Taking in the crops
Photographing the Amish working in their fields is a tricky situation, since nearly all of us know they don’t appreciate it. On the other hand, I’ll take photos of non-Amish working with draft horses, so this picture wasn’t done simply because of the straw hats.
This from Amish America.
Some Amish completely refuse to allow themselves to be photographed. Posed photos in particularly may be seen as a show of pride. On the other hand, some Amish make a distinction between having one’s photo taken in a natural setting, vs. posing for a photo. Some have no problem with allowing themselves to be filmed or photographed, as long as it is obvious that they are not posing.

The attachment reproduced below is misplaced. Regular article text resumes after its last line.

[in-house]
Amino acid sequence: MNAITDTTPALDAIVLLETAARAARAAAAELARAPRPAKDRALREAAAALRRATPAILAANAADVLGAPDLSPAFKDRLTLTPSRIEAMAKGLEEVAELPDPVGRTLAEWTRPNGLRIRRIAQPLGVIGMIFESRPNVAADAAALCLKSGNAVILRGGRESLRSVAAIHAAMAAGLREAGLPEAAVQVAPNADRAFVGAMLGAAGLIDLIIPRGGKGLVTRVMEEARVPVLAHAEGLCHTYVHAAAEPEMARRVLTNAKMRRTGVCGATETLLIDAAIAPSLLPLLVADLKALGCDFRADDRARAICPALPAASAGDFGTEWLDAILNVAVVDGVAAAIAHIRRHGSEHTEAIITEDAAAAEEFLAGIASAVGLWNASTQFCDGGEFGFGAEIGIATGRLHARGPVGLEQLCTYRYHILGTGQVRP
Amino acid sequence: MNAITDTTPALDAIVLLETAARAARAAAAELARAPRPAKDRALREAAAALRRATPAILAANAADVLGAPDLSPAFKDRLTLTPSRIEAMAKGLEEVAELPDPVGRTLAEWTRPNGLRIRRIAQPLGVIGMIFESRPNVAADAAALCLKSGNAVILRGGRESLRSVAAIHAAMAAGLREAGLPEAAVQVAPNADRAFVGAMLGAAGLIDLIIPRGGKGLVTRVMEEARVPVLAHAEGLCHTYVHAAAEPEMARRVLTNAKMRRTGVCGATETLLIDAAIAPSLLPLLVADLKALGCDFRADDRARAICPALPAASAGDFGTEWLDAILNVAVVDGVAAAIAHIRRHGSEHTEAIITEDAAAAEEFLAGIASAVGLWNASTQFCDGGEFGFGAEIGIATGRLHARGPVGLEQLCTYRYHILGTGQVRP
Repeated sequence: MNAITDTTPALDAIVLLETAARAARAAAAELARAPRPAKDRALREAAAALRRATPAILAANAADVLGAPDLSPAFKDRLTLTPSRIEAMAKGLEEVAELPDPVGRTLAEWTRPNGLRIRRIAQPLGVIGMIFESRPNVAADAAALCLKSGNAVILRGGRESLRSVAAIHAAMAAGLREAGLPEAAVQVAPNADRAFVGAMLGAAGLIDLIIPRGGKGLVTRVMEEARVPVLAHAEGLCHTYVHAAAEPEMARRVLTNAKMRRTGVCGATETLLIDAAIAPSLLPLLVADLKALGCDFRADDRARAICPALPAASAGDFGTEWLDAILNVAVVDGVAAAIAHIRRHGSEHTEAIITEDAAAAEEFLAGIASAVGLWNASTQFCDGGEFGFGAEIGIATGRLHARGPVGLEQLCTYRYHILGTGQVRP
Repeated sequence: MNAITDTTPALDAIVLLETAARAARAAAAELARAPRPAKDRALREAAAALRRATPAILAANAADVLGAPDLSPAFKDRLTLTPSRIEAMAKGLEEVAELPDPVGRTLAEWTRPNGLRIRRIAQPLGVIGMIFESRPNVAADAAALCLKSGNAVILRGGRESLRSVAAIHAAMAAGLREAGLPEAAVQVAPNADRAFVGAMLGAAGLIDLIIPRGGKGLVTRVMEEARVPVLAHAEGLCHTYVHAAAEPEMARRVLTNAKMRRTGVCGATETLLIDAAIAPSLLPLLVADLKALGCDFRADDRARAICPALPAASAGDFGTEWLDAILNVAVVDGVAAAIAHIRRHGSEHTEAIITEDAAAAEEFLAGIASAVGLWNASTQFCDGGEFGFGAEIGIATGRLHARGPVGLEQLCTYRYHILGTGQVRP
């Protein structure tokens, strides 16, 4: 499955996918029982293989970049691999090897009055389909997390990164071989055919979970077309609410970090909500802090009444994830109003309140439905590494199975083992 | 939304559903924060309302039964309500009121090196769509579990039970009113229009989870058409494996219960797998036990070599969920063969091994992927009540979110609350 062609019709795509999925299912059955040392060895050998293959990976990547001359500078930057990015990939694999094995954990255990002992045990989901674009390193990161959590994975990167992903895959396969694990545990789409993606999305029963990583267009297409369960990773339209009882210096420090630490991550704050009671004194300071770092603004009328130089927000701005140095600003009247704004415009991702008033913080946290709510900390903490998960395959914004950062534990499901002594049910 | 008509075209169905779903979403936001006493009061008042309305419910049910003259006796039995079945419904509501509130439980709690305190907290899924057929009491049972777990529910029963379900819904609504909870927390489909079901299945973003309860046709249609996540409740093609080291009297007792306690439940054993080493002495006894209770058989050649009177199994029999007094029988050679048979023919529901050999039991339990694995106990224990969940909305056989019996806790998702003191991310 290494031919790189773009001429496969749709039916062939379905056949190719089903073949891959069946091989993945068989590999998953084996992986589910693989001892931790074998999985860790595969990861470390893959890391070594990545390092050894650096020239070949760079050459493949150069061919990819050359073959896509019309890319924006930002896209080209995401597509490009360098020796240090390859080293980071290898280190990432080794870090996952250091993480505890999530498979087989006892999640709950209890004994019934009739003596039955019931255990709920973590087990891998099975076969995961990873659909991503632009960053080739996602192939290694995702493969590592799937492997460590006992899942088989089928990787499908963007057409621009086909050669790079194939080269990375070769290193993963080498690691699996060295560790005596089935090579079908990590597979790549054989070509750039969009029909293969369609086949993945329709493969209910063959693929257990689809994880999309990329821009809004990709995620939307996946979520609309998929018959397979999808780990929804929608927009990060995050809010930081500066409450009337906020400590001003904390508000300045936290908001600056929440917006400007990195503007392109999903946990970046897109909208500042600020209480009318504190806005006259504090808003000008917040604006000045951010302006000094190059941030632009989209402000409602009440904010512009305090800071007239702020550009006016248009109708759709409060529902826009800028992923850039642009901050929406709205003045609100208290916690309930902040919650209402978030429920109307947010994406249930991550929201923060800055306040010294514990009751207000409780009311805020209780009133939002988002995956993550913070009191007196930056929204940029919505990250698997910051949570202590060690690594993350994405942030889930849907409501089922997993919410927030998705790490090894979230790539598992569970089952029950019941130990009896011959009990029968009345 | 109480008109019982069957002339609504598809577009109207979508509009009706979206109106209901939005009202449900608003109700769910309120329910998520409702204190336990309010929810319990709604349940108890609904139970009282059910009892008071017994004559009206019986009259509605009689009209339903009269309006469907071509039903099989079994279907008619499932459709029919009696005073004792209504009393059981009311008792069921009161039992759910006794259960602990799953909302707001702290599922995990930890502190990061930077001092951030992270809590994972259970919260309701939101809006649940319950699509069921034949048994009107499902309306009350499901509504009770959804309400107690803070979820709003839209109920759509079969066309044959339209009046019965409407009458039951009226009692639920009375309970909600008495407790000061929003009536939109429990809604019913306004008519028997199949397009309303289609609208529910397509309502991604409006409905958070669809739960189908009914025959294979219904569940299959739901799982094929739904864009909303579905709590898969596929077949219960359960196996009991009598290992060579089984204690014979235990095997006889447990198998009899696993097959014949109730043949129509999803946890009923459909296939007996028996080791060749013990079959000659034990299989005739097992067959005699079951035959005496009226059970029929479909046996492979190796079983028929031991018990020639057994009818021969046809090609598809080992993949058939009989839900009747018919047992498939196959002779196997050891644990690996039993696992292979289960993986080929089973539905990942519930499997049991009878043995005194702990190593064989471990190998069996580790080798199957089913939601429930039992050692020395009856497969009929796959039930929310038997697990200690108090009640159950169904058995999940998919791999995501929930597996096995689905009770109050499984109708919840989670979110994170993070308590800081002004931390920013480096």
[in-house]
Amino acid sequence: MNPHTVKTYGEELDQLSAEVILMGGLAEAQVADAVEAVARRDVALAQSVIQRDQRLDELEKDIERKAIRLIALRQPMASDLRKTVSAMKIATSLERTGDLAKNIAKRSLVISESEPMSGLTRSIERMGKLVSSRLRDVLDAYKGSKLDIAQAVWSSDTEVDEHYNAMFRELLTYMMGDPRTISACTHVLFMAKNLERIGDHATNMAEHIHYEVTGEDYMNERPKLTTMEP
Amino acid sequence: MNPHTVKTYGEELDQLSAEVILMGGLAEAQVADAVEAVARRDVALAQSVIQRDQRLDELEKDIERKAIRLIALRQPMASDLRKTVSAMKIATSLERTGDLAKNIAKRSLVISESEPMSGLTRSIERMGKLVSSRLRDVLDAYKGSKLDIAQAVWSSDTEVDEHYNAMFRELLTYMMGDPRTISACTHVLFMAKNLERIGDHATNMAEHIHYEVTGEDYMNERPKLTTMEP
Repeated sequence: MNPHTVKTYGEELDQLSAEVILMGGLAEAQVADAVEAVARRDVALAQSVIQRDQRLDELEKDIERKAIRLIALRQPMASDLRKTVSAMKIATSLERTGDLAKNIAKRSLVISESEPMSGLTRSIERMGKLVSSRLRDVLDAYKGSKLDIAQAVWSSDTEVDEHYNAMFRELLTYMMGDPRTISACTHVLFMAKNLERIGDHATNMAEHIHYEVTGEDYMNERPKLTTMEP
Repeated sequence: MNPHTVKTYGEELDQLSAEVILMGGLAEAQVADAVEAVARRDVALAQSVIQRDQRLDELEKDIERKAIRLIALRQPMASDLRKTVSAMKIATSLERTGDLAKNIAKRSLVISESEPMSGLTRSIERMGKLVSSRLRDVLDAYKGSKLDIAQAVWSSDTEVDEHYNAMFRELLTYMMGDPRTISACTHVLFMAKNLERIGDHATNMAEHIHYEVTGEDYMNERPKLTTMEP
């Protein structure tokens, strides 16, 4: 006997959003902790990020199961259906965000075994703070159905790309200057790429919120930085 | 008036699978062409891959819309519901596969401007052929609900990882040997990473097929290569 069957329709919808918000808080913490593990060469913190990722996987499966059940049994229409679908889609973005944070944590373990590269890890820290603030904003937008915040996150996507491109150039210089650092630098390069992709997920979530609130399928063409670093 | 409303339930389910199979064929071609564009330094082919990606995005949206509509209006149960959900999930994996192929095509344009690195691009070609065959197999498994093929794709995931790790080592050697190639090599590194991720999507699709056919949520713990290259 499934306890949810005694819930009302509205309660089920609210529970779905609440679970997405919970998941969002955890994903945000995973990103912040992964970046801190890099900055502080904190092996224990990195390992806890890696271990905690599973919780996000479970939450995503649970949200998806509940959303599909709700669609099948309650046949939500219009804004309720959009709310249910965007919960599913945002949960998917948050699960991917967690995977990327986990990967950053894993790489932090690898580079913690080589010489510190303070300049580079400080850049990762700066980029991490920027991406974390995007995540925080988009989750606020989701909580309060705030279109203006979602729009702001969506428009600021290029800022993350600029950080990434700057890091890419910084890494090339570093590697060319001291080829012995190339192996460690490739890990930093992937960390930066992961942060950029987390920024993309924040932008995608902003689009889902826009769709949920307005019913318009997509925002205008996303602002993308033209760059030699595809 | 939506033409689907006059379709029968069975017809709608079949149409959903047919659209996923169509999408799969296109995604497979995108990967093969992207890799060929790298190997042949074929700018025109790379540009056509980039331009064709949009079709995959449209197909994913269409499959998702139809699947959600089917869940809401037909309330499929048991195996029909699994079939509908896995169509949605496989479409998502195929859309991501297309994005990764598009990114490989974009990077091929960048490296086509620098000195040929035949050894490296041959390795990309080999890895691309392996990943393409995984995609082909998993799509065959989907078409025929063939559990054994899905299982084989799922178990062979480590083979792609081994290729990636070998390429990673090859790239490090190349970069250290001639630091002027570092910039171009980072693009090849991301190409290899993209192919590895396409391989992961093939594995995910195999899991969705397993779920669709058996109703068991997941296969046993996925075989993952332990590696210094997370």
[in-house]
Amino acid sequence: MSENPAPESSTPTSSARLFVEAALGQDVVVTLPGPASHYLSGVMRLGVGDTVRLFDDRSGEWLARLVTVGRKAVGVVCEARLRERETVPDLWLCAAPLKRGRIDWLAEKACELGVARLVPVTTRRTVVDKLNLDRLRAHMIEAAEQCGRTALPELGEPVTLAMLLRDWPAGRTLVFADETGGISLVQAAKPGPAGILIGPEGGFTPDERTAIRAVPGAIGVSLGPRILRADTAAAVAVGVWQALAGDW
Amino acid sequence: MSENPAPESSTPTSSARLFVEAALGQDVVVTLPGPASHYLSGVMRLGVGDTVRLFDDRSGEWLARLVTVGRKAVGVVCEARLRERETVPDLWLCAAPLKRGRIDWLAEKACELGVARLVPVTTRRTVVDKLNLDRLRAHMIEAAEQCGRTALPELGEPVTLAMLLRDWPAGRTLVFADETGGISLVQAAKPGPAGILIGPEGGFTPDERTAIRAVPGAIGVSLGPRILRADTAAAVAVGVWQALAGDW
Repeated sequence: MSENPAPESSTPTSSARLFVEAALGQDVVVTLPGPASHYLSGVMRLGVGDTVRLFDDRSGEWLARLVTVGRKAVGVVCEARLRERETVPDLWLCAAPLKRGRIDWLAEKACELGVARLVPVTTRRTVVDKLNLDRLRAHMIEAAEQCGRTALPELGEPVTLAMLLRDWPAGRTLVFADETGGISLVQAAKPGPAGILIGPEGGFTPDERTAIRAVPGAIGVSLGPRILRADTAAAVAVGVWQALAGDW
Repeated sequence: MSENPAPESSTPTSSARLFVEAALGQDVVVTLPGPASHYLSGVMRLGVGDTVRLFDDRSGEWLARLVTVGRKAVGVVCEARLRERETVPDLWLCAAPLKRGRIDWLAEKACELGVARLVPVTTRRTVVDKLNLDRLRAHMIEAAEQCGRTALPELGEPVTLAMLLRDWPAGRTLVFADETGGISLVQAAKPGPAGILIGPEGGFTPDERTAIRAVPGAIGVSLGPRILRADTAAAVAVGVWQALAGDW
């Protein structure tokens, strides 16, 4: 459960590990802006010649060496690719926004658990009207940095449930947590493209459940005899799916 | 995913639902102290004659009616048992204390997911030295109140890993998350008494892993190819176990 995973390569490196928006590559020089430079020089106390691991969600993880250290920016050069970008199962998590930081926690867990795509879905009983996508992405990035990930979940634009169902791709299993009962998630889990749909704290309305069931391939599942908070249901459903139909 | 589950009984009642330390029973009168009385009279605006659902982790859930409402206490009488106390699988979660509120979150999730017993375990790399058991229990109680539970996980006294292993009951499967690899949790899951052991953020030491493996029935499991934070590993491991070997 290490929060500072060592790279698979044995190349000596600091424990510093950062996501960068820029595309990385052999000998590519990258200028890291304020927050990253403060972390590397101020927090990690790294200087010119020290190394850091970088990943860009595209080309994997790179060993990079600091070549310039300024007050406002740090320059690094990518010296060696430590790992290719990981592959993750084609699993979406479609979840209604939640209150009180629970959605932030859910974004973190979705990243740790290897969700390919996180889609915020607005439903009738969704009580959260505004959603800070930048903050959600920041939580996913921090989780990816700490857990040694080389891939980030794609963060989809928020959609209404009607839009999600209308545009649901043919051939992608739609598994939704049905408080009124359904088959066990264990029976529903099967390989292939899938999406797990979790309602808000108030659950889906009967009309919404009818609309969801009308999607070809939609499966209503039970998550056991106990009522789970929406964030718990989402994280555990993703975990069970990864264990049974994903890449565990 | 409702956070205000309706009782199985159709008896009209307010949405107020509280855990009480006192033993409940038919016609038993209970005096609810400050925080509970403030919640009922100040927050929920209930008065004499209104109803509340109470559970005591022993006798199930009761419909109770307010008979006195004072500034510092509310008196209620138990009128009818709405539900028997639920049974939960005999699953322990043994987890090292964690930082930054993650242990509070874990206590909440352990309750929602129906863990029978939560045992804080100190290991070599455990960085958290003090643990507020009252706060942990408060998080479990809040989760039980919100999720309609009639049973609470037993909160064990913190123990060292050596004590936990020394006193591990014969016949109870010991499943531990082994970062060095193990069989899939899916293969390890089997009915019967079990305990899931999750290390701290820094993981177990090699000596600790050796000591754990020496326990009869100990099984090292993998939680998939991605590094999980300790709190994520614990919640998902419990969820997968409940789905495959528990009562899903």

This is how documentarians and photographers of the Amish often work. Dirk Eitzen, in “The Amish and the Media”, explains the idea of “plausible deniability”—if an Amish person can plausibly deny that he was complicit, filming may be acceptable. This often requires shooting from the side or at a distance but not directly. Were an Amish person to be captured posing or speaking into a camera, then obviously he would not be able to deny willing participation.